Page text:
Every year during the annual International Coastal Cleanup, volunteers from around the world help pick up trash and clean up coastlines and waterways. The number one most commonly found item is the cigarette butt.
Recently, the California Health and Human Services Agency (CHHS) and California Department of Public Health (CDPH) jointly released a new series of anti-tobacco television advertisements. While continuing to educate Californians about the tobacco industry, current smoking trends, and the importance of quitting smoking, these ads are also highlighting the environmental impacts of cigarette butts.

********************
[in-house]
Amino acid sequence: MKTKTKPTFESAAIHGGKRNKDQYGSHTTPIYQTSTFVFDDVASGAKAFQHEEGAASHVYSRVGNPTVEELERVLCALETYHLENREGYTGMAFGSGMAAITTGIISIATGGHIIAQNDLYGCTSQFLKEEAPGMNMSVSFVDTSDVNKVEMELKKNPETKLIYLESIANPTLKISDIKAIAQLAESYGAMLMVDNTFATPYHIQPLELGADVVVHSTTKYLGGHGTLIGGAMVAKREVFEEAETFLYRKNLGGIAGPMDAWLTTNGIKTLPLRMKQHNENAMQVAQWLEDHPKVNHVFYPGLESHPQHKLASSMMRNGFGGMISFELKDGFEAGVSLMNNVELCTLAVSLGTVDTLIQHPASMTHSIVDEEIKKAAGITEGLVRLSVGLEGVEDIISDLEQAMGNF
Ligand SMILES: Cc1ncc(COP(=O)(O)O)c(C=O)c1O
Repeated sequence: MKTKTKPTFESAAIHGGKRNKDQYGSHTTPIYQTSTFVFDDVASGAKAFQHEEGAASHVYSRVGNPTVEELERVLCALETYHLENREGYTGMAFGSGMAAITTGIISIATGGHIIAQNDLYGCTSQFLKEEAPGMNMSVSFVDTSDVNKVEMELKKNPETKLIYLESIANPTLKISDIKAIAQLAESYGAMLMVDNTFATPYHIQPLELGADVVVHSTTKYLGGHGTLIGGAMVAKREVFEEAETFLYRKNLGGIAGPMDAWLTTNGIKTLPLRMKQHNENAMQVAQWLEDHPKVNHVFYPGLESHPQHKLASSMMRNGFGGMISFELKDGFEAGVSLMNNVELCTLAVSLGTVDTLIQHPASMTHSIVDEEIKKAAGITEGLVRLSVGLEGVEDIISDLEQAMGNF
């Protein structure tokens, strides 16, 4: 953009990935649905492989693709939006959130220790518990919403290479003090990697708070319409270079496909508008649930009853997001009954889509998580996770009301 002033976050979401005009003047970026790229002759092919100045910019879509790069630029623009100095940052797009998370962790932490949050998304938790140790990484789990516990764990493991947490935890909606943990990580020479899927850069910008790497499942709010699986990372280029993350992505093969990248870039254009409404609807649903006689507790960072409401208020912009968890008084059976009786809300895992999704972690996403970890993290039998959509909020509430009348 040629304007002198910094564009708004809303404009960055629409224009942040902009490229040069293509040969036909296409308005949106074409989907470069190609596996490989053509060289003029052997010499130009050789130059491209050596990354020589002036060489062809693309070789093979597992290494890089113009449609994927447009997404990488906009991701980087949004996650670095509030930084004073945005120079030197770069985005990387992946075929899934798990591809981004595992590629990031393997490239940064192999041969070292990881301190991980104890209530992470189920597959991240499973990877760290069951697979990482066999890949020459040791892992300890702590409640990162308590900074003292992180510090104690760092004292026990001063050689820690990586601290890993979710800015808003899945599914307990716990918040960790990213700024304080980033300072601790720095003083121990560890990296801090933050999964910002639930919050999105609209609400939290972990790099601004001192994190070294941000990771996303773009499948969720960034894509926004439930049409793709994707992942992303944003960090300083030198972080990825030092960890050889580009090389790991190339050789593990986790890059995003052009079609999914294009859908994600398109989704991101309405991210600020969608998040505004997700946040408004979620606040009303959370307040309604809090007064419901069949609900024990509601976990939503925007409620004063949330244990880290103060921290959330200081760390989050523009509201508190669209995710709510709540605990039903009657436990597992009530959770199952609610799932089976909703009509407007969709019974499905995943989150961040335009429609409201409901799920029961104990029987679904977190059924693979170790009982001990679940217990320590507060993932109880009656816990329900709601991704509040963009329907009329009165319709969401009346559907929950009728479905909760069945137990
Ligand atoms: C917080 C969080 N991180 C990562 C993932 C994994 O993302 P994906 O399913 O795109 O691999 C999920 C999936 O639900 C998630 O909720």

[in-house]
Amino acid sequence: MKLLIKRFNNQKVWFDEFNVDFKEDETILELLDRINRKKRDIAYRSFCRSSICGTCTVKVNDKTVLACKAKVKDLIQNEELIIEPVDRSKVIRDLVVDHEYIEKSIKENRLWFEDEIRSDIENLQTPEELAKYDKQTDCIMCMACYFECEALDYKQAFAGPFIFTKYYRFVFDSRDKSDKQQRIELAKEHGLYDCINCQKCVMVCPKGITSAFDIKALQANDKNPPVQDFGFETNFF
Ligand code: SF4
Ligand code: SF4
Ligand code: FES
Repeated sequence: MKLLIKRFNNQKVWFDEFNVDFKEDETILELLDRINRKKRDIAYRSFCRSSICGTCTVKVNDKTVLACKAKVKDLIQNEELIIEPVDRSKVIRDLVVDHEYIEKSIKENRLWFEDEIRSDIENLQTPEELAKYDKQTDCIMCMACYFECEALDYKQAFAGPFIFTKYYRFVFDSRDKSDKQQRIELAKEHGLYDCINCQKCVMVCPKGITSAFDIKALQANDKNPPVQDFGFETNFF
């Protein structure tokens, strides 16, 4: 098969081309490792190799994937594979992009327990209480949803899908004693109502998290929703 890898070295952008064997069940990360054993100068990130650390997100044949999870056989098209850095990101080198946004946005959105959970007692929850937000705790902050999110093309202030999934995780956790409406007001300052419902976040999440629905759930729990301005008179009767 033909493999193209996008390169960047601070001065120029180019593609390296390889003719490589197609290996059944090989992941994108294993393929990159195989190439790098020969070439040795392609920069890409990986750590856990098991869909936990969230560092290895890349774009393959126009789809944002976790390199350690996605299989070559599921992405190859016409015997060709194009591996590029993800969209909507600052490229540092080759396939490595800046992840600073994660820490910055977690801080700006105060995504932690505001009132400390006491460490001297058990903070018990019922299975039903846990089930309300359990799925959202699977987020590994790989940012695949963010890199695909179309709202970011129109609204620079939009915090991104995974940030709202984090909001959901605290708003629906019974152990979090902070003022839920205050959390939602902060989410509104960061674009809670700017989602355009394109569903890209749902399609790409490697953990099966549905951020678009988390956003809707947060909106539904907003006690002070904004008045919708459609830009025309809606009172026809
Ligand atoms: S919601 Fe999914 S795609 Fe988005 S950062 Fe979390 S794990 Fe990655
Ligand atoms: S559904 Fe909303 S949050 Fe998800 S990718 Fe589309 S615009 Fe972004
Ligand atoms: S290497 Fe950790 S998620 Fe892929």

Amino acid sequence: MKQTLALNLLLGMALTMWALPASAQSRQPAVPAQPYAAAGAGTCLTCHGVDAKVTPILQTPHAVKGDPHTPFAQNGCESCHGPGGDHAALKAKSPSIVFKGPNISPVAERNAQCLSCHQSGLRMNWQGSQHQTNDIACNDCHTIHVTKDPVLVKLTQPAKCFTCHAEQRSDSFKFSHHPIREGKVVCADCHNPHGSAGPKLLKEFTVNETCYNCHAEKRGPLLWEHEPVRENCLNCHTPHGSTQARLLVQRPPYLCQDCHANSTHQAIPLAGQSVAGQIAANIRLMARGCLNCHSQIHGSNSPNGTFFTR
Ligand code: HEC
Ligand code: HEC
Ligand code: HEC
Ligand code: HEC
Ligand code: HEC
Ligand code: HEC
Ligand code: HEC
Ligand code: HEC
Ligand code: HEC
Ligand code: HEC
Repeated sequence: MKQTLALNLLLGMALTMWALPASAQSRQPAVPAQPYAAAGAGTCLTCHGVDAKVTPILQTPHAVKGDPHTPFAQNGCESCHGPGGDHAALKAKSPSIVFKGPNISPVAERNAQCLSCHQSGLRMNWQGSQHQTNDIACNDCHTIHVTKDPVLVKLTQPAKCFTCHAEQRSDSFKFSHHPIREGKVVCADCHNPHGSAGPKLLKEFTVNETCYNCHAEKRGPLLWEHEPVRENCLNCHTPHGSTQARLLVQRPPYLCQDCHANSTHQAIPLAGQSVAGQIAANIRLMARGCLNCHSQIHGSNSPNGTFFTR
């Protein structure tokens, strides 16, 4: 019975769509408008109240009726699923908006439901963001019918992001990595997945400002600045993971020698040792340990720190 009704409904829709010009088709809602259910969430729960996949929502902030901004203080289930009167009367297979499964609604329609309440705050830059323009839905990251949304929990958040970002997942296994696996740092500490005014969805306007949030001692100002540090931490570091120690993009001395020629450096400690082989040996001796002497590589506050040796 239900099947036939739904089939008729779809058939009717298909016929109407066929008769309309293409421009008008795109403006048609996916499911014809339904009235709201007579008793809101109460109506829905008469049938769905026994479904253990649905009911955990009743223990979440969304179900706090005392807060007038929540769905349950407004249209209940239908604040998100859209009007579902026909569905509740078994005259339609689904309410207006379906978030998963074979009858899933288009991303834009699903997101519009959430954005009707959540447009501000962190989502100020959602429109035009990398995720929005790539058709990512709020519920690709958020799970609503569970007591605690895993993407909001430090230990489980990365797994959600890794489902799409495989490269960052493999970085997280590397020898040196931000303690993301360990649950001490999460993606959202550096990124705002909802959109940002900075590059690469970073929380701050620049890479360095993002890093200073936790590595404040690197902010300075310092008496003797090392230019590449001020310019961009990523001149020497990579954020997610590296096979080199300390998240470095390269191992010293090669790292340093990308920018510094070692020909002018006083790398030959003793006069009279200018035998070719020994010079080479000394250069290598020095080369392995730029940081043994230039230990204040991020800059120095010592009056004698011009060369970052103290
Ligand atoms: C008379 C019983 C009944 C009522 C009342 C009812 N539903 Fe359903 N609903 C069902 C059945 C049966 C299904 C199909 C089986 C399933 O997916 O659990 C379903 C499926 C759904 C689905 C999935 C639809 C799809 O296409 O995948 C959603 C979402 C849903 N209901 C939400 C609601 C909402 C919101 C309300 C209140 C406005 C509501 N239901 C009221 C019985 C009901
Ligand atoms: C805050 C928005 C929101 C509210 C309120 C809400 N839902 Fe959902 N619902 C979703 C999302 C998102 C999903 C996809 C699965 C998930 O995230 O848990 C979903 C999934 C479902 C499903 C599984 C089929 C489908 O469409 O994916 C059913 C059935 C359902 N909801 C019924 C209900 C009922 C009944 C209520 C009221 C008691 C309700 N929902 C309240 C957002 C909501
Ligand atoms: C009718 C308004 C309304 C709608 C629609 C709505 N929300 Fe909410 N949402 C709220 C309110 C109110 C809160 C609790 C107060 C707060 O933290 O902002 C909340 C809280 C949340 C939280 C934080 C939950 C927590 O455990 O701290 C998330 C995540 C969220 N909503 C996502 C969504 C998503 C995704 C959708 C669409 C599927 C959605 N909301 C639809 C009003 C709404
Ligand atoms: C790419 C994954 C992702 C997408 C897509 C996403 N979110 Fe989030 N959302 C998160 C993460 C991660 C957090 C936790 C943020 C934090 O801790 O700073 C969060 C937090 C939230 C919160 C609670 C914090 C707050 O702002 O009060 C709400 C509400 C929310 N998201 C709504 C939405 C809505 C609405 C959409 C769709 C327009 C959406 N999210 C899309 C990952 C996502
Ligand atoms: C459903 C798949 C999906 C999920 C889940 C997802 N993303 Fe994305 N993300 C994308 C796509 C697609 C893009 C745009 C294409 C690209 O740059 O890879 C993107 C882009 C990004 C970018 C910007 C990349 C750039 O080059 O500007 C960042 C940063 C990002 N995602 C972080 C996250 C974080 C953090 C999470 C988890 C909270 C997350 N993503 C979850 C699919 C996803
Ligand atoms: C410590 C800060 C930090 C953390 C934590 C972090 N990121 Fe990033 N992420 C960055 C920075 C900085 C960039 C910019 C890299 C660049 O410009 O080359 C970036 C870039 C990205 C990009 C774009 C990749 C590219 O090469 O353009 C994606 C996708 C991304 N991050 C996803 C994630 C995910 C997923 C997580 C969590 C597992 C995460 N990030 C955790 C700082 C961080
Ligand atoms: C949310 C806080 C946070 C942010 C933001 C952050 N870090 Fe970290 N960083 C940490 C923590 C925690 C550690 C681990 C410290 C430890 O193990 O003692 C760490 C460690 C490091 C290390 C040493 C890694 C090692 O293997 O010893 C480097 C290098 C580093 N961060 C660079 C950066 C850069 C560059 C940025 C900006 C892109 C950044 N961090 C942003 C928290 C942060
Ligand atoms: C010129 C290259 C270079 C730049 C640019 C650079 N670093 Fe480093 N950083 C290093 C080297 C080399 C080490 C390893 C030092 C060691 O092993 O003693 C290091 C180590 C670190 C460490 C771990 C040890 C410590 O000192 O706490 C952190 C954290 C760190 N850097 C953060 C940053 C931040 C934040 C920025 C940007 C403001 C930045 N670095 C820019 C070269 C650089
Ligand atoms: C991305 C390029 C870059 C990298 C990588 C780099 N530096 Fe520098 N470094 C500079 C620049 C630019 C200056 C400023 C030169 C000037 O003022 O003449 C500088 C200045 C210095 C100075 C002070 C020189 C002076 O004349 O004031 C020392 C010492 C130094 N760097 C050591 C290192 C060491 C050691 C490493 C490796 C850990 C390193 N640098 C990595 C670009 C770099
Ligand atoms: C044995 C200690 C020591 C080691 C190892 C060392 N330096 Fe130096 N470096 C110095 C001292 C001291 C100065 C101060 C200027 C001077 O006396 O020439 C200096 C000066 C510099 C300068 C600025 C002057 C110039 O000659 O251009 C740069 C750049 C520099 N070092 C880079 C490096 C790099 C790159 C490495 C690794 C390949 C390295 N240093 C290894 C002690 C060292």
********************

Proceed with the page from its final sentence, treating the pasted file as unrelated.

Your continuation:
CDPH Director Dr. Mark Horton stated,
"California is proud, once again, to be a national leader in the fight against tobacco use and addiction, and is launching a new strategy--focusing attention on the degradation of the environment caused by discarded cigarette butts."
Over 100 million pounds of cigarette butts are thrown away annually in the United States. Cigarette butts do not biodegrade because they are made of a plastic known as cellulose acetate. The toxic chemicals found in used cigarettes can make their way into the environment after the cigarette butts are discarded.
Read more about the ads and California's Tobacco Control Program here.